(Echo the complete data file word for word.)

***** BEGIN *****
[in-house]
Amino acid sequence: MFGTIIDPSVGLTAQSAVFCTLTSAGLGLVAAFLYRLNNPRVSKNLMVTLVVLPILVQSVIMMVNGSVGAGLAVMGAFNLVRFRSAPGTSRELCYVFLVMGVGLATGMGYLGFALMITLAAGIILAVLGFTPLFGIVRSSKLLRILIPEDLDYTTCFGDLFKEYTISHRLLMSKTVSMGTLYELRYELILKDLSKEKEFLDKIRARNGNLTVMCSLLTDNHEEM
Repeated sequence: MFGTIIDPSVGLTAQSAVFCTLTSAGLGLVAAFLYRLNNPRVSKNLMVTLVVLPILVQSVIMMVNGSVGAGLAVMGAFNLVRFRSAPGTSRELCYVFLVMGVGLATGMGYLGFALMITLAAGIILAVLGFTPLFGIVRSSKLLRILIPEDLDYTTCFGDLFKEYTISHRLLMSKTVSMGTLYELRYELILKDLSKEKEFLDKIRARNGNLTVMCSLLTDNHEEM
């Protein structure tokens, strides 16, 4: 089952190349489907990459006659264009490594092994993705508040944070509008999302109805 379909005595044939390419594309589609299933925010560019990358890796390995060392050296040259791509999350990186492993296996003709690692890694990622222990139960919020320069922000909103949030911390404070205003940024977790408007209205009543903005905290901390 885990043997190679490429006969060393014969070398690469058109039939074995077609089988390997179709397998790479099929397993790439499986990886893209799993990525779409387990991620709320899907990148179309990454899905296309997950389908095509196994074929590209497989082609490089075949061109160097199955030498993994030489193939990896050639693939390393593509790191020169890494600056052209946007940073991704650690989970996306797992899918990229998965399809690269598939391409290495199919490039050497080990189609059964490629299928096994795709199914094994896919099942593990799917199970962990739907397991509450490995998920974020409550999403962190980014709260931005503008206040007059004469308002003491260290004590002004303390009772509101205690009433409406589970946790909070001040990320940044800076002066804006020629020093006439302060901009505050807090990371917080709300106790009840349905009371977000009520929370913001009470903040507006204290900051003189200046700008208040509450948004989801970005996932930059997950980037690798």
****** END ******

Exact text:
[in-house]
Amino acid sequence: MFGTIIDPSVGLTAQSAVFCTLTSAGLGLVAAFLYRLNNPRVSKNLMVTLVVLPILVQSVIMMVNGSVGAGLAVMGAFNLVRFRSAPGTSRELCYVFLVMGVGLATGMGYLGFALMITLAAGIILAVLGFTPLFGIVRSSKLLRILIPEDLDYTTCFGDLFKEYTISHRLLMSKTVSMGTLYELRYELILKDLSKEKEFLDKIRARNGNLTVMCSLLTDNHEEM
Repeated sequence: MFGTIIDPSVGLTAQSAVFCTLTSAGLGLVAAFLYRLNNPRVSKNLMVTLVVLPILVQSVIMMVNGSVGAGLAVMGAFNLVRFRSAPGTSRELCYVFLVMGVGLATGMGYLGFALMITLAAGIILAVLGFTPLFGIVRSSKLLRILIPEDLDYTTCFGDLFKEYTISHRLLMSKTVSMGTLYELRYELILKDLSKEKEFLDKIRARNGNLTVMCSLLTDNHEEM
């Protein structure tokens, strides 16, 4: 089952190349489907990459006659264009490594092994993705508040944070509008999302109805 379909005595044939390419594309589609299933925010560019990358890796390995060392050296040259791509999350990186492993296996003709690692890694990622222990139960919020320069922000909103949030911390404070205003940024977790408007209205009543903005905290901390 885990043997190679490429006969060393014969070398690469058109039939074995077609089988390997179709397998790479099929397993790439499986990886893209799993990525779409387990991620709320899907990148179309990454899905296309997950389908095509196994074929590209497989082609490089075949061109160097199955030498993994030489193939990896050639693939390393593509790191020169890494600056052209946007940073991704650690989970996306797992899918990229998965399809690269598939391409290495199919490039050497080990189609059964490629299928096994795709199914094994896919099942593990799917199970962990739907397991509450490995998920974020409550999403962190980014709260931005503008206040007059004469308002003491260290004590002004303390009772509101205690009433409406589970946790909070001040990320940044800076002066804006020629020093006439302060901009505050807090990371917080709300106790009840349905009371977000009520929370913001009470903040507006204290900051003189200046700008208040509450948004989801970005996932930059997950980037690798």